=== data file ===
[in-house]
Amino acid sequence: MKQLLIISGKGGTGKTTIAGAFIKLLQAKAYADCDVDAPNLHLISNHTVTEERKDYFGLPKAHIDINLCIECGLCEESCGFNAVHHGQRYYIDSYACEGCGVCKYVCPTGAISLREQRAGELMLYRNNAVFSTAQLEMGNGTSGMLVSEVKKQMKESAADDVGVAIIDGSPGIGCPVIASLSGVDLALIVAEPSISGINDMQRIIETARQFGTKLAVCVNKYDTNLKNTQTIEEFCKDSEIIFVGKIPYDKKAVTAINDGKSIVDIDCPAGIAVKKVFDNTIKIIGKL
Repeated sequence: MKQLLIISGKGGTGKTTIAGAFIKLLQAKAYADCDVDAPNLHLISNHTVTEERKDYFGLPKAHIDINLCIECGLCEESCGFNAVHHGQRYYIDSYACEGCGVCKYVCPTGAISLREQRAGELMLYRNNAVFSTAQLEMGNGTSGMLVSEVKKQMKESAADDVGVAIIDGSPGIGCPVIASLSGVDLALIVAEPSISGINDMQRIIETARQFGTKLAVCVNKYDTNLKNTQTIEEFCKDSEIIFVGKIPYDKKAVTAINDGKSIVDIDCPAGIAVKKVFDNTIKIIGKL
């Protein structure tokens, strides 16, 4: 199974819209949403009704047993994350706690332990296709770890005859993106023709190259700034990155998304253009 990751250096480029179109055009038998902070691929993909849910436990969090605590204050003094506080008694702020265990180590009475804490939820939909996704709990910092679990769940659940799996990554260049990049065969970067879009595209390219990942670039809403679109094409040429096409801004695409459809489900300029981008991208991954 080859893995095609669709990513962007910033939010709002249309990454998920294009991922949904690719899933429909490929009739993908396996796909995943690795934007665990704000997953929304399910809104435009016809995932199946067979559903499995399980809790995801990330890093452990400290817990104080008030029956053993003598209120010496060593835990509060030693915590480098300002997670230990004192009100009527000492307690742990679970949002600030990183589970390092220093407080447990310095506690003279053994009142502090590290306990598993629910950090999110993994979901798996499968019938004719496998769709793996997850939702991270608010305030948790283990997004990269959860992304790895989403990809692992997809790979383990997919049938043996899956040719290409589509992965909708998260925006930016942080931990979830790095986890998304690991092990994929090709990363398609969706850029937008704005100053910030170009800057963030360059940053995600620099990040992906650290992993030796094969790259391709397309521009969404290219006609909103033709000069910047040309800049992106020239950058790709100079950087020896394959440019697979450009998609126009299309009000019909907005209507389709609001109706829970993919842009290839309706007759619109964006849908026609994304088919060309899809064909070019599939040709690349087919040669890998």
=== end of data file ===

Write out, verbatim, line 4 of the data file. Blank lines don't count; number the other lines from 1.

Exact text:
């Protein structure tokens, strides 16, 4: 199974819209949403009704047993994350706690332990296709770890005859993106023709190259700034990155998304253009 990751250096480029179109055009038998902070691929993909849910436990969090605590204050003094506080008694702020265990180590009475804490939820939909996704709990910092679990769940659940799996990554260049990049065969970067879009595209390219990942670039809403679109094409040429096409801004695409459809489900300029981008991208991954 080859893995095609669709990513962007910033939010709002249309990454998920294009991922949904690719899933429909490929009739993908396996796909995943690795934007665990704000997953929304399910809104435009016809995932199946067979559903499995399980809790995801990330890093452990400290817990104080008030029956053993003598209120010496060593835990509060030693915590480098300002997670230990004192009100009527000492307690742990679970949002600030990183589970390092220093407080447990310095506690003279053994009142502090590290306990598993629910950090999110993994979901798996499968019938004719496998769709793996997850939702991270608010305030948790283990997004990269959860992304790895989403990809692992997809790979383990997919049938043996899956040719290409589509992965909708998260925006930016942080931990979830790095986890998304690991092990994929090709990363398609969706850029937008704005100053910030170009800057963030360059940053995600620099990040992906650290992993030796094969790259391709397309521009969404290219006609909103033709000069910047040309800049992106020239950058790709100079950087020896394959440019697979450009998609126009299309009000019909907005209507389709609001109706829970993919842009290839309706007759619109964006849908026609994304088919060309899809064909070019599939040709690349087919040669890998």